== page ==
What Is It?
A vascular birthmark is a discoloration of the skin that is caused by blood vessels that don't form correctly. They are present at birth or appear shortly after birth. There are three major types of vascular birthmarks:
Salmon patch (nevus simplex) is a flat patch of pink or red skin, often small, usually with poorly defined borders. Salmon patches may be seen in as many as 1 out of every 3 newborns. They typically are found at the nape of the neck ("stork bite"), on the forehead between the eyebrows ("angel's kiss") or on the eyelids. Often, they are more noticeable during crying or changes in temperature.
Strawberry hemangioma is a raised bright red spot, often small, usually soft and compressible, with well-defined borders. It occurs most commonly on the face, scalp, chest or back. It may be present at birth but more often appears during the first one or two months of life. Strawberry hemangiomas occur in 1% to 3% of infants. In rare cases, they interfere with vital organs or are associated with life-threatening complications.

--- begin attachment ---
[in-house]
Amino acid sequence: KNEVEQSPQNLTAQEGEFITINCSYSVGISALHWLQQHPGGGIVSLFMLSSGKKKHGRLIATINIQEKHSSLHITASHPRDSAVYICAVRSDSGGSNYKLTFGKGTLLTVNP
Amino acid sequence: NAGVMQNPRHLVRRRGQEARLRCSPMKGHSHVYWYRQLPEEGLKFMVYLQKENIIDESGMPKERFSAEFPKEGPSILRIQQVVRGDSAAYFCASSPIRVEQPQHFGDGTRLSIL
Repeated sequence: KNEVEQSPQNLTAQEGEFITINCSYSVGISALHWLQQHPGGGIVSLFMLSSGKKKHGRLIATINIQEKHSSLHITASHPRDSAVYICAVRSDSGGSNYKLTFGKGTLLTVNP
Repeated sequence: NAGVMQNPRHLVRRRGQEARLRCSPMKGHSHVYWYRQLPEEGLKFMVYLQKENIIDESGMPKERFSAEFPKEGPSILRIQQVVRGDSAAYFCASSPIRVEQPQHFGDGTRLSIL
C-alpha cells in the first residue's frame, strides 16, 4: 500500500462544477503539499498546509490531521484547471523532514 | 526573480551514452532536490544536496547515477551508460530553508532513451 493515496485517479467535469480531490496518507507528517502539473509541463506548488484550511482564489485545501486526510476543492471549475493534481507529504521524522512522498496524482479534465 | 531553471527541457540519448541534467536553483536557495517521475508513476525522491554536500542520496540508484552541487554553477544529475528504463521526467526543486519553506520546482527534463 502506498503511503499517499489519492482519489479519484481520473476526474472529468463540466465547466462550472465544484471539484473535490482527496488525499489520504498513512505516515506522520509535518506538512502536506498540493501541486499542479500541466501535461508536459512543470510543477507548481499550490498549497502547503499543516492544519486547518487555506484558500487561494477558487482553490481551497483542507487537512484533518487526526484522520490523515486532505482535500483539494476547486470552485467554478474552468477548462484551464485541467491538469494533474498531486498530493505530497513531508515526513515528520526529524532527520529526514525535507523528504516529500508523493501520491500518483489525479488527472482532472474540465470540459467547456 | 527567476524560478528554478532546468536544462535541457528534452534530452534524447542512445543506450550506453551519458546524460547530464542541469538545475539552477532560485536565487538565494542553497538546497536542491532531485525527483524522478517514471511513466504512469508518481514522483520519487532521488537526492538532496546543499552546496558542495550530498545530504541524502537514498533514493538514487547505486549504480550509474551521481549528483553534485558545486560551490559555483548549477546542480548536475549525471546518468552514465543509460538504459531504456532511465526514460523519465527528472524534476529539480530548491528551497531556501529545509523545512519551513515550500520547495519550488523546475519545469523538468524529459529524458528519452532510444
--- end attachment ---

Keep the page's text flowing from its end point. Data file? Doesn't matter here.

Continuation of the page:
Port-wine stain (nevus flammeus) is a flat patch of purple or dark red skin, often large, usually with well-defined borders. It usually is on one side of the face or neck and is present at birth. (Mikhail Gorbachev, former president of the Soviet Union, has a port-wine stain on his forehead.) Port-wine stains affect less than 1% of infants. In rare cases, they are associated with other abnormalities.
Vascular birthmarks are painless and usually don't cause any symptoms other than the skin discoloration.
A strawberry hemangioma may cause other symptoms if its location interferes with a vital organ. For example, a lesion on the neck could press down on the trachea and interfere with breathing, and a hemangioma near the eye or on the ear could limit vision or affect hearing.